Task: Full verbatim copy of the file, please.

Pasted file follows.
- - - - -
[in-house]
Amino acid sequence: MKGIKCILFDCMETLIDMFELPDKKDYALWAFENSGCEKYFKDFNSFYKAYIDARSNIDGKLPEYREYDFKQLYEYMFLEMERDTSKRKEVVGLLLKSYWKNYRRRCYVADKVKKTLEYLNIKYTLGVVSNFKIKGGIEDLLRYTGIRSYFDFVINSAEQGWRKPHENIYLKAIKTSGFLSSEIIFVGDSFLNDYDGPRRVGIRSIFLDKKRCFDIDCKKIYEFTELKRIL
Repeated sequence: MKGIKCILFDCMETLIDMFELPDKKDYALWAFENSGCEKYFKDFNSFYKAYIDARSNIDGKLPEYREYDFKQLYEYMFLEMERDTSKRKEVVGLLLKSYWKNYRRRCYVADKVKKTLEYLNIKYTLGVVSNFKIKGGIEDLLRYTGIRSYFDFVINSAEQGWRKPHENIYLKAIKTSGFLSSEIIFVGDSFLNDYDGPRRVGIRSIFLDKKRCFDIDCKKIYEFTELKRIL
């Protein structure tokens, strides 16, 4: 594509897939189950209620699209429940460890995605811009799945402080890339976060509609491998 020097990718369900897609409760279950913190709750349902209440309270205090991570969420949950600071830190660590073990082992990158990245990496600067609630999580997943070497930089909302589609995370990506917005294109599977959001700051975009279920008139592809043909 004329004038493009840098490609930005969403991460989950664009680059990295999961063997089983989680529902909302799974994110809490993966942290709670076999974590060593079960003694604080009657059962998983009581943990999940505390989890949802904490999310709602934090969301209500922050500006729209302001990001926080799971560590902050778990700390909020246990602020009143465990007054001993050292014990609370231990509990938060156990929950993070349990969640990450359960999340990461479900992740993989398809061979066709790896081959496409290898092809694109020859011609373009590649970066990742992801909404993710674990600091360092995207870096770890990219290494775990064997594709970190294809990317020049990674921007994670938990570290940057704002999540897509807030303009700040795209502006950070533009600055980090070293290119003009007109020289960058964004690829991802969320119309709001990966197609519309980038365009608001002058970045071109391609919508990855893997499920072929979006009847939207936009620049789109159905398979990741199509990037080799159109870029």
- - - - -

[in-house]
Amino acid sequence: MKGIKCILFDCMETLIDMFELPDKKDYALWAFENSGCEKYFKDFNSFYKAYIDARSNIDGKLPEYREYDFKQLYEYMFLEMERDTSKRKEVVGLLLKSYWKNYRRRCYVADKVKKTLEYLNIKYTLGVVSNFKIKGGIEDLLRYTGIRSYFDFVINSAEQGWRKPHENIYLKAIKTSGFLSSEIIFVGDSFLNDYDGPRRVGIRSIFLDKKRCFDIDCKKIYEFTELKRIL
Repeated sequence: MKGIKCILFDCMETLIDMFELPDKKDYALWAFENSGCEKYFKDFNSFYKAYIDARSNIDGKLPEYREYDFKQLYEYMFLEMERDTSKRKEVVGLLLKSYWKNYRRRCYVADKVKKTLEYLNIKYTLGVVSNFKIKGGIEDLLRYTGIRSYFDFVINSAEQGWRKPHENIYLKAIKTSGFLSSEIIFVGDSFLNDYDGPRRVGIRSIFLDKKRCFDIDCKKIYEFTELKRIL
């Protein structure tokens, strides 16, 4: 594509897939189950209620699209429940460890995605811009799945402080890339976060509609491998 020097990718369900897609409760279950913190709750349902209440309270205090991570969420949950600071830190660590073990082992990158990245990496600067609630999580997943070497930089909302589609995370990506917005294109599977959001700051975009279920008139592809043909 004329004038493009840098490609930005969403991460989950664009680059990295999961063997089983989680529902909302799974994110809490993966942290709670076999974590060593079960003694604080009657059962998983009581943990999940505390989890949802904490999310709602934090969301209500922050500006729209302001990001926080799971560590902050778990700390909020246990602020009143465990007054001993050292014990609370231990509990938060156990929950993070349990969640990450359960999340990461479900992740993989398809061979066709790896081959496409290898092809694109020859011609373009590649970066990742992801909404993710674990600091360092995207870096770890990219290494775990064997594709970190294809990317020049990674921007994670938990570290940057704002999540897509807030303009700040795209502006950070533009600055980090070293290119003009007109020289960058964004690829991802969320119309709001990966197609519309980038365009608001002058970045071109391609919508990855893997499920072929979006009847939207936009620049789109159905398979990741199509990037080799159109870029």